Yongsan Observatory offers an unobstructed view of Suncheonman Bay's large S-shaped waterway. The observatory can be reached by following the trail through the field of reeds, crossing over Daedae Estuary on Mujingyo Bridge. With a birds-eye-view, take in the vast fields of reeds and mudflats, dotted throughout with groups of birds wading through in search of food.
442, Byeokgolje-ro, Buryang-myeon, Gimje-si, Jeollabuk-do
The Byeokgolje Reservoir in Gimje is the oldest irrigation facility in Korea. According to the Samguk Sagi (history of the three kingdoms), Byeokgolje was first built in the 21st year of the reign of King Heulhae (AD 330) of the Silla Kingdom. However, this region belonged to the Baekje kingdom at that time, so some counter that the embankment was actually built in the 27th year of King Biryou (AD 330) of the Baekje kingdom. Historians agree, however, that the reservoir was mended by King Wonseong of Silla in AD 790 and by King Hyeonjong and King Injong of the Goryeo Dynasty in AD 1143. In 1415, King Taejong of the Joseon dynasty rebuilt the whole facility, but it was washed away in heavy rains five years later in the 2nd year of King Sejong.
Only about three kilometers of the reservoir embankment remain intact today. Moreover, the original embankment underwent major transformations in 1925 when the Dongjin Land Improvement Association remolded it into a channel for carrying water to nearby fields.
In 1975, an archeological study of the sites where the two floodgates once stood revealed that highly refined measuring techniques had been used in the original construction of the reservoir. Thus, despite its many changes, Byeokgolje not only holds significance as Korea’s oldest manmade reservoir, but also as a historical relic that points to the highly developed engineering technology of the past.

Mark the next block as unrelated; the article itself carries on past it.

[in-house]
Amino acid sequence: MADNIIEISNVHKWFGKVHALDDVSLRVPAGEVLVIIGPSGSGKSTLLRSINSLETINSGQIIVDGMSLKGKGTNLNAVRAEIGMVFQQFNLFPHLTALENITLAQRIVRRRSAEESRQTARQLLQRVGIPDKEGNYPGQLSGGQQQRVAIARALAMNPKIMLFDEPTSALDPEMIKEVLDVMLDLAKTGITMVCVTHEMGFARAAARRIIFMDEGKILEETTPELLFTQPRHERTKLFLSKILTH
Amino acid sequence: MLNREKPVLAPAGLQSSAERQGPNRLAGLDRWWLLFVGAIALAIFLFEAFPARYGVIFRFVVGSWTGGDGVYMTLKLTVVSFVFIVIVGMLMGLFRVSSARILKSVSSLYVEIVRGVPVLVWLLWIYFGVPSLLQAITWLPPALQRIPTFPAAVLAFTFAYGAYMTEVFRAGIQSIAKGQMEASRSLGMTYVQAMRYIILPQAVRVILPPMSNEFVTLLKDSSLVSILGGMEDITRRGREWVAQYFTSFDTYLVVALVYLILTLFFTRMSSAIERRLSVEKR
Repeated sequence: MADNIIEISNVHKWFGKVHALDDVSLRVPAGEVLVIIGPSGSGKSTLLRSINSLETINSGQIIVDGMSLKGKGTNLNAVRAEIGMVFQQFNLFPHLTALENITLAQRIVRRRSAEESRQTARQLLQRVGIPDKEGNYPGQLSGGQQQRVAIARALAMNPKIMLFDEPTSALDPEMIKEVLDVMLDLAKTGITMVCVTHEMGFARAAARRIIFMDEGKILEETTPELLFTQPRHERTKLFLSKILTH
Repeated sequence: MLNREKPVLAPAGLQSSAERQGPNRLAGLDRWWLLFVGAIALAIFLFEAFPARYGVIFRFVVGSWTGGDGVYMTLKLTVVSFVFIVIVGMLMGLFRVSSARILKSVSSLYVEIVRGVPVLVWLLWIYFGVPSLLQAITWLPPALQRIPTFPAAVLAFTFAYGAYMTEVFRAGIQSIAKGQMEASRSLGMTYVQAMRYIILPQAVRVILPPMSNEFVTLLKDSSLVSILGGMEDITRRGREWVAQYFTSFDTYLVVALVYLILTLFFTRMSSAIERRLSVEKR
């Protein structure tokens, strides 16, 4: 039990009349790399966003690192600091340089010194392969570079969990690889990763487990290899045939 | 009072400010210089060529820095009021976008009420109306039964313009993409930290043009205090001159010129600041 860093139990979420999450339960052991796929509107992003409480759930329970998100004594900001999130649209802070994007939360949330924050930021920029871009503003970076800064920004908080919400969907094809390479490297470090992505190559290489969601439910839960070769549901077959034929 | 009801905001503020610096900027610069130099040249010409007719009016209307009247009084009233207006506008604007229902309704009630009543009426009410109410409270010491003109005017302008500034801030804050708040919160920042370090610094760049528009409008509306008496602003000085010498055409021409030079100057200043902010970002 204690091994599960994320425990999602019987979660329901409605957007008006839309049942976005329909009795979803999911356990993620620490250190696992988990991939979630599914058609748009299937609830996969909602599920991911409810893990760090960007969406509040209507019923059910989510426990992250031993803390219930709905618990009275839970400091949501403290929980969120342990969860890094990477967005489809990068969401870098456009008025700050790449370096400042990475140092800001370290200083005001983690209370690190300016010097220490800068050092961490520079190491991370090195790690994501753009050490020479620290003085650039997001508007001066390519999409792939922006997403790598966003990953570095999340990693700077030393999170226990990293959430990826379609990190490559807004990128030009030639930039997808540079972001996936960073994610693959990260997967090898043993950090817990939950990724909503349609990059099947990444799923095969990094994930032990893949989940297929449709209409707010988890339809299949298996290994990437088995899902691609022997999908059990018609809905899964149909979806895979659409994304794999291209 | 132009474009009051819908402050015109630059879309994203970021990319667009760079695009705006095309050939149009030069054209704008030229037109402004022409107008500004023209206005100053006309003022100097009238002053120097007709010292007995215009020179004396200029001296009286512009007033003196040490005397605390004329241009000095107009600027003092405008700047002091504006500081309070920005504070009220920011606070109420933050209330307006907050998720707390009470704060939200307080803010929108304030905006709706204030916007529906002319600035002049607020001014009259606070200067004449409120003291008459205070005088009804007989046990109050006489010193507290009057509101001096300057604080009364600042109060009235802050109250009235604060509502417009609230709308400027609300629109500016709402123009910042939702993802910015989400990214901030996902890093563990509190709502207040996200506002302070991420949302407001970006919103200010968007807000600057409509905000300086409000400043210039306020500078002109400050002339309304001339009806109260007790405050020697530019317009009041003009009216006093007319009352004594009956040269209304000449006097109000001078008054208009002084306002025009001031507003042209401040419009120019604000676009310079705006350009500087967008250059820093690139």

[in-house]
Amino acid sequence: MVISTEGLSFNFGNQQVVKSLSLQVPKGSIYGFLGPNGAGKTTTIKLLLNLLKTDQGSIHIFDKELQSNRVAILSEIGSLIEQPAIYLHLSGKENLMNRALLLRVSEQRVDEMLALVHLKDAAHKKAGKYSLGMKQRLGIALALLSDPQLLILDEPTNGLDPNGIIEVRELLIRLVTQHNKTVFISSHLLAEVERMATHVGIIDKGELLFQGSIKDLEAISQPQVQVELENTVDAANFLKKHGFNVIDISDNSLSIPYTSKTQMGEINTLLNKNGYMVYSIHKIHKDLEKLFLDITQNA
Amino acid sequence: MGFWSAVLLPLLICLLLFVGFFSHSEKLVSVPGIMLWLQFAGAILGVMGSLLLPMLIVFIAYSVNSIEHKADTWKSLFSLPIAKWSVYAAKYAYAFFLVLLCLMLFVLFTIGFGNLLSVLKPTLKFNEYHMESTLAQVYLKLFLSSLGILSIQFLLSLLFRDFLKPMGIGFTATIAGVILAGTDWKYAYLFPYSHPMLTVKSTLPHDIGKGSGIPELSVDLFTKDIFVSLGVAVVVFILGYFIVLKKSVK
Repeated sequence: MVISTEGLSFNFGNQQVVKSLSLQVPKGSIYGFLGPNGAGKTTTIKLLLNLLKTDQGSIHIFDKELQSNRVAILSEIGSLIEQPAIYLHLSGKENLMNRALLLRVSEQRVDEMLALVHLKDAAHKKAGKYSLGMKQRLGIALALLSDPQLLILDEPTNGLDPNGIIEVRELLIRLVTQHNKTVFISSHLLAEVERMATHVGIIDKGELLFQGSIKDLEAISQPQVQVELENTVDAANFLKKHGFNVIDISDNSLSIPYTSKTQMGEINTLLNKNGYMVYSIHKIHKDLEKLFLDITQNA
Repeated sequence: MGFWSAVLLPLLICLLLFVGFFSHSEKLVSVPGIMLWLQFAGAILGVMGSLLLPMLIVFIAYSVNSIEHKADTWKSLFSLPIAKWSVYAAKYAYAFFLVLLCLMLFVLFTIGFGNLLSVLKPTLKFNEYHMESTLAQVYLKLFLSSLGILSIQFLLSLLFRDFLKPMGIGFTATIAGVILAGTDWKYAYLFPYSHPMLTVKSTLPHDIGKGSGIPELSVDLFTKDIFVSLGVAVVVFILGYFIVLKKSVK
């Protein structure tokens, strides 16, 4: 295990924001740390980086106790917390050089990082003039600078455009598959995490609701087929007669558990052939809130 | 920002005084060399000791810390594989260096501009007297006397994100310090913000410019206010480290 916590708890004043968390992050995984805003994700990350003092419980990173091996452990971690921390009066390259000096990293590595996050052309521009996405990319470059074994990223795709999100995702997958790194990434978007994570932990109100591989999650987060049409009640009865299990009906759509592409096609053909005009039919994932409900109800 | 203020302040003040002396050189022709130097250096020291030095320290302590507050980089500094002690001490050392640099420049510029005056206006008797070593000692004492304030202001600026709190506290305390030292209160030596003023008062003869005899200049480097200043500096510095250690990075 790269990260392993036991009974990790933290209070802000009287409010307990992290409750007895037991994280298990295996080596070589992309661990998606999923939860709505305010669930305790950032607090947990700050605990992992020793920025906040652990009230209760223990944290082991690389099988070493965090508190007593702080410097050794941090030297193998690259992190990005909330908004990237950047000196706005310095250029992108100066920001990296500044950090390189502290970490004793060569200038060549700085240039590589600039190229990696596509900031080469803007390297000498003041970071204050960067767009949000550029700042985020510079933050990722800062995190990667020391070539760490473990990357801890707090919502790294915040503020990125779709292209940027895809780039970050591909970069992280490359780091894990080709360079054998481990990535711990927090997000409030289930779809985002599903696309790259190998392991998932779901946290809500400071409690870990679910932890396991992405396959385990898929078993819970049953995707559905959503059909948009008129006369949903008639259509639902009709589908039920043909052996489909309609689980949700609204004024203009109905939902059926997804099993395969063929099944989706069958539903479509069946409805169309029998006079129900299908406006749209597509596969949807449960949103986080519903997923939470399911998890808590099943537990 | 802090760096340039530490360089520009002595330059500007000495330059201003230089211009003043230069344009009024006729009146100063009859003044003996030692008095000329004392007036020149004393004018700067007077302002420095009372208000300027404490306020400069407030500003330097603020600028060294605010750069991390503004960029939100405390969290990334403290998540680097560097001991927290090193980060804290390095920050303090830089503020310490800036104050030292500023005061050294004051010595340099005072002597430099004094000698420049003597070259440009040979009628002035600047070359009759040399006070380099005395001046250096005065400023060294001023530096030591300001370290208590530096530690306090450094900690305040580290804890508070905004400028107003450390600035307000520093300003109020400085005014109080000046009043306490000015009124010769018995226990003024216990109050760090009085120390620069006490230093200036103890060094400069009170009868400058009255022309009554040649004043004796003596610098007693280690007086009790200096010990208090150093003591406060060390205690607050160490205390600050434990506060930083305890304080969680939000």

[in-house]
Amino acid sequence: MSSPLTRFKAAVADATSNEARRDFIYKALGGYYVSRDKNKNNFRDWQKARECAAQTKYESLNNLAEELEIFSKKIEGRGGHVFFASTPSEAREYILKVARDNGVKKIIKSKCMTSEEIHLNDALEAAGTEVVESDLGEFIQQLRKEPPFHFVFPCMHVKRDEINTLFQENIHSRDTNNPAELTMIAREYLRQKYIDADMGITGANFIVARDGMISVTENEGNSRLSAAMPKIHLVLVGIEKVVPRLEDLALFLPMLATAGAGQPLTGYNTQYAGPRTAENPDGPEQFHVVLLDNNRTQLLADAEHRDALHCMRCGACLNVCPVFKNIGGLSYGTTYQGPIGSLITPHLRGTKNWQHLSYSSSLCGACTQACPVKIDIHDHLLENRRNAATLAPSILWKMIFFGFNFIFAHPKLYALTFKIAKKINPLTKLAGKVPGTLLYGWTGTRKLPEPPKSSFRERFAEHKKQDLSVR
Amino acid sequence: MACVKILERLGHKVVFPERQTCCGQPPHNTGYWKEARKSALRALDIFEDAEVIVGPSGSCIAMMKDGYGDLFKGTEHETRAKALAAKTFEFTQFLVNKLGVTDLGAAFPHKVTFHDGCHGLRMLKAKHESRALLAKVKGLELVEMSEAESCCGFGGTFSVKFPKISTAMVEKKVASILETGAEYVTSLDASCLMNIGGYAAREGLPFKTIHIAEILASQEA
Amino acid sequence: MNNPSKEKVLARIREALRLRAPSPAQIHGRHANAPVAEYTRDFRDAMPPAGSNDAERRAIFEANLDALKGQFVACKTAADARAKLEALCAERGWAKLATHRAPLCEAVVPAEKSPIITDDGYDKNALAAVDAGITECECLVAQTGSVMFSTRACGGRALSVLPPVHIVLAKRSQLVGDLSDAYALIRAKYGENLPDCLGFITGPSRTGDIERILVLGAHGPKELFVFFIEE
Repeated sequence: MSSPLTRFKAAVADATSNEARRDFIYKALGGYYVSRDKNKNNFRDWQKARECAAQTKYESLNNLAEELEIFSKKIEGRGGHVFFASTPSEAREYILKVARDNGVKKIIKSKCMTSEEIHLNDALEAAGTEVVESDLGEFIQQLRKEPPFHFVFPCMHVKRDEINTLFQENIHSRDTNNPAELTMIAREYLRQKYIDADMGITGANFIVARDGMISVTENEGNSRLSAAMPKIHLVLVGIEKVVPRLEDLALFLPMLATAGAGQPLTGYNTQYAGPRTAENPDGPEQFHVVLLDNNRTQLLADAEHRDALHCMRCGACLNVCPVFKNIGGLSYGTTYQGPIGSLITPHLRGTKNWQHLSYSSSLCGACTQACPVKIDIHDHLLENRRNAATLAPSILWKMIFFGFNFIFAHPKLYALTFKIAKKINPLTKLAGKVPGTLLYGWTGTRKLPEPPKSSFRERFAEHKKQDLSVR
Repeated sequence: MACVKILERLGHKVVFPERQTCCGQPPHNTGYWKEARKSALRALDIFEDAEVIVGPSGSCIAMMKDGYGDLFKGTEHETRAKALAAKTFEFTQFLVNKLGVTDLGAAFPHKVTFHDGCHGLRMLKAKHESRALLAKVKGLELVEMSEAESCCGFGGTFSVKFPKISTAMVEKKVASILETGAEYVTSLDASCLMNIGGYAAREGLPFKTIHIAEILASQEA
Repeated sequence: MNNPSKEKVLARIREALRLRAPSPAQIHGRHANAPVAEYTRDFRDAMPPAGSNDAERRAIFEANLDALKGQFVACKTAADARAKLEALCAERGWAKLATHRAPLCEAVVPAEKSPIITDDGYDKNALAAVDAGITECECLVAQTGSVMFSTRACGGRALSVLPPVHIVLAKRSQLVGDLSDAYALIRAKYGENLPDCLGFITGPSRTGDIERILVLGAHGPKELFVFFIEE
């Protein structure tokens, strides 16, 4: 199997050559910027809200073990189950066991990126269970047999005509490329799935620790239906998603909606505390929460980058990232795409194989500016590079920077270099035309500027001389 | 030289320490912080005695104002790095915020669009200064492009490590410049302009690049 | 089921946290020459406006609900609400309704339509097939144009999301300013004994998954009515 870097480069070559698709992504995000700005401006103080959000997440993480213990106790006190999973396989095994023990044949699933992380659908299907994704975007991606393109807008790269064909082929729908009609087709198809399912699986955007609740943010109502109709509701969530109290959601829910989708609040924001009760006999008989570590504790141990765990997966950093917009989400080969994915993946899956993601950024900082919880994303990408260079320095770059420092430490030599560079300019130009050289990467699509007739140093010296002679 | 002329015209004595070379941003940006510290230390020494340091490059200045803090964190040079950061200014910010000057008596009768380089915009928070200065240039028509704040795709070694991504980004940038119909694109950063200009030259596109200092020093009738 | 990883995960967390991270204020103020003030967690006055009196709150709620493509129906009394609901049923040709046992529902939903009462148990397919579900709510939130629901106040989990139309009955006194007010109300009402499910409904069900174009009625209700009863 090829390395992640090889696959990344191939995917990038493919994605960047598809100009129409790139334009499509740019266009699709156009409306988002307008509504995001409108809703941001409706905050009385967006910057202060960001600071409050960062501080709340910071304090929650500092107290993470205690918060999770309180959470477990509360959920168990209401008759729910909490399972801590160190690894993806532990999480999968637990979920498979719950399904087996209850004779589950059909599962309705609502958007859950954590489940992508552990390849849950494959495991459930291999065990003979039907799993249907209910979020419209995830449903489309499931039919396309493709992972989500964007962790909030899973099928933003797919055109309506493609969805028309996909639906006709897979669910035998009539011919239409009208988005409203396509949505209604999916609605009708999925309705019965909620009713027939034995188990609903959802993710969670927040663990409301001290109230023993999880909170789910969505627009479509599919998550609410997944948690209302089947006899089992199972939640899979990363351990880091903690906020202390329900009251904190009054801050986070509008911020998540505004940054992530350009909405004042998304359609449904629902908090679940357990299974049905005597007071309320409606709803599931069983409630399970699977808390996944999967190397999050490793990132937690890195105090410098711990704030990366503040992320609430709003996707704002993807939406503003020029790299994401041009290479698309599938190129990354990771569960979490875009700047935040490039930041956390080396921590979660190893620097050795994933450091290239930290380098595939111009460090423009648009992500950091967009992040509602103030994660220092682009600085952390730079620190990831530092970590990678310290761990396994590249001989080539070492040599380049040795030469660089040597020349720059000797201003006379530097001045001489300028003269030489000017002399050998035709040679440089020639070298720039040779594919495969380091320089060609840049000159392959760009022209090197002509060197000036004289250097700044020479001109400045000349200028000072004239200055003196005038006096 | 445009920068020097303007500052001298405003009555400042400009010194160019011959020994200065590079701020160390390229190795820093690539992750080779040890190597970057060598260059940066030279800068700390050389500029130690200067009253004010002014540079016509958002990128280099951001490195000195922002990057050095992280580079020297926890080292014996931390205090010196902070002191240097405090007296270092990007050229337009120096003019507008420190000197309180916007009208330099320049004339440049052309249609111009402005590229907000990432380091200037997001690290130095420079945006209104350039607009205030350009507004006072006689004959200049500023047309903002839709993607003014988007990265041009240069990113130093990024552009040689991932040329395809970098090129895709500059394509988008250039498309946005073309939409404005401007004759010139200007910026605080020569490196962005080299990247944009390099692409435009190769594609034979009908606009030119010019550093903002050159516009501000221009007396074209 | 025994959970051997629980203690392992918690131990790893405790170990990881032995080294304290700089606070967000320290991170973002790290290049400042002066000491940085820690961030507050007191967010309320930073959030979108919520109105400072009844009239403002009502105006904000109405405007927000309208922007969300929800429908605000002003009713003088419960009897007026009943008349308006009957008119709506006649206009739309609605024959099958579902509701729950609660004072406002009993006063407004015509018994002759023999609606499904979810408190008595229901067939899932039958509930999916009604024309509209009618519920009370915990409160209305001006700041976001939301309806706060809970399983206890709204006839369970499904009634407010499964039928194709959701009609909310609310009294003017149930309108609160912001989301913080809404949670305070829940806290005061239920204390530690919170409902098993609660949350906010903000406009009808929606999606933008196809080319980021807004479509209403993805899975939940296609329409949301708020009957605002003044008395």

52, Dongbaek-ro, Haeundae-gu, Busan
The Bay 101 is located in a culture and art complex in Haeundae area, attracting many visitors to the area thanks to the beautiful nightscape that it offers.
130, Hwaakjiam 1-gil, Chuncheon-si, Gangwon-do
Chuncheon’s Jipdarigol Recreation Forest sits atop Chokdaebong peak, separating Gangwon chuncheon and Gyeonggi Gapyeong. Natural forest is formed along the valley, which attracts many visitors who want to spend their summer cooling off. Lodging facilities include the forest lodge, condo styled lodging, and small bungalow-style facilities. Subsidiary facilities include sporting equipment, a promenade, and camping site. The best part about Jipdarigol Natural Recreation Forest is that it is located along a stream, which means its environment is clear and pure. Lodging facilities reservation can be made through the homepage.